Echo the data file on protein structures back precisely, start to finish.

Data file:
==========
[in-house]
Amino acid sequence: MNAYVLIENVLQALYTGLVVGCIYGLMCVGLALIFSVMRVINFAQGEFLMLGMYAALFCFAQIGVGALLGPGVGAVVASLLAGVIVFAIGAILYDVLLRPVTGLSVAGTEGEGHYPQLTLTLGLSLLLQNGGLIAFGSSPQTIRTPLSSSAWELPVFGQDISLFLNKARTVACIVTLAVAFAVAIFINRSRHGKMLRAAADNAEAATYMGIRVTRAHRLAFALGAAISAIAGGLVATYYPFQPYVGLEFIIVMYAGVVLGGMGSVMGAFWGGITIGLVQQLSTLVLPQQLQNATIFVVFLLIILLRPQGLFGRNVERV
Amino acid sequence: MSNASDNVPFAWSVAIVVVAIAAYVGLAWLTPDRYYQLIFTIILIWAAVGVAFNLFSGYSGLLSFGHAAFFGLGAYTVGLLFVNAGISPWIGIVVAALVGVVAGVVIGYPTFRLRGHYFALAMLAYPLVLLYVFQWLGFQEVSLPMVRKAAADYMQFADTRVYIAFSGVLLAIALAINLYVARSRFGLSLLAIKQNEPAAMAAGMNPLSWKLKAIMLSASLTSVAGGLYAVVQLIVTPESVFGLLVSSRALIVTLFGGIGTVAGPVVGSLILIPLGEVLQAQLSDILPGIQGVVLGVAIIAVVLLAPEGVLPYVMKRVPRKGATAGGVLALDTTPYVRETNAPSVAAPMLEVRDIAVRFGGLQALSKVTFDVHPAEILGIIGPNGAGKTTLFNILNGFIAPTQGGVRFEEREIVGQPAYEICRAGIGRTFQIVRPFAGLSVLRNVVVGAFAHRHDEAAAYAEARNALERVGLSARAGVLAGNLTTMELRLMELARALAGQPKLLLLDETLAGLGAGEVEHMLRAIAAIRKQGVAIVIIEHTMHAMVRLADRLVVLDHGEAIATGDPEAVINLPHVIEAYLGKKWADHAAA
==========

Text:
[in-house]
Amino acid sequence: MNAYVLIENVLQALYTGLVVGCIYGLMCVGLALIFSVMRVINFAQGEFLMLGMYAALFCFAQIGVGALLGPGVGAVVASLLAGVIVFAIGAILYDVLLRPVTGLSVAGTEGEGHYPQLTLTLGLSLLLQNGGLIAFGSSPQTIRTPLSSSAWELPVFGQDISLFLNKARTVACIVTLAVAFAVAIFINRSRHGKMLRAAADNAEAATYMGIRVTRAHRLAFALGAAISAIAGGLVATYYPFQPYVGLEFIIVMYAGVVLGGMGSVMGAFWGGITIGLVQQLSTLVLPQQLQNATIFVVFLLIILLRPQGLFGRNVERV
Amino acid sequence: MSNASDNVPFAWSVAIVVVAIAAYVGLAWLTPDRYYQLIFTIILIWAAVGVAFNLFSGYSGLLSFGHAAFFGLGAYTVGLLFVNAGISPWIGIVVAALVGVVAGVVIGYPTFRLRGHYFALAMLAYPLVLLYVFQWLGFQEVSLPMVRKAAADYMQFADTRVYIAFSGVLLAIALAINLYVARSRFGLSLLAIKQNEPAAMAAGMNPLSWKLKAIMLSASLTSVAGGLYAVVQLIVTPESVFGLLVSSRALIVTLFGGIGTVAGPVVGSLILIPLGEVLQAQLSDILPGIQGVVLGVAIIAVVLLAPEGVLPYVMKRVPRKGATAGGVLALDTTPYVRETNAPSVAAPMLEVRDIAVRFGGLQALSKVTFDVHPAEILGIIGPNGAGKTTLFNILNGFIAPTQGGVRFEEREIVGQPAYEICRAGIGRTFQIVRPFAGLSVLRNVVVGAFAHRHDEAAAYAEARNALERVGLSARAGVLAGNLTTMELRLMELARALAGQPKLLLLDETLAGLGAGEVEHMLRAIAAIRKQGVAIVIIEHTMHAMVRLADRLVVLDHGEAIATGDPEAVINLPHVIEAYLGKKWADHAAA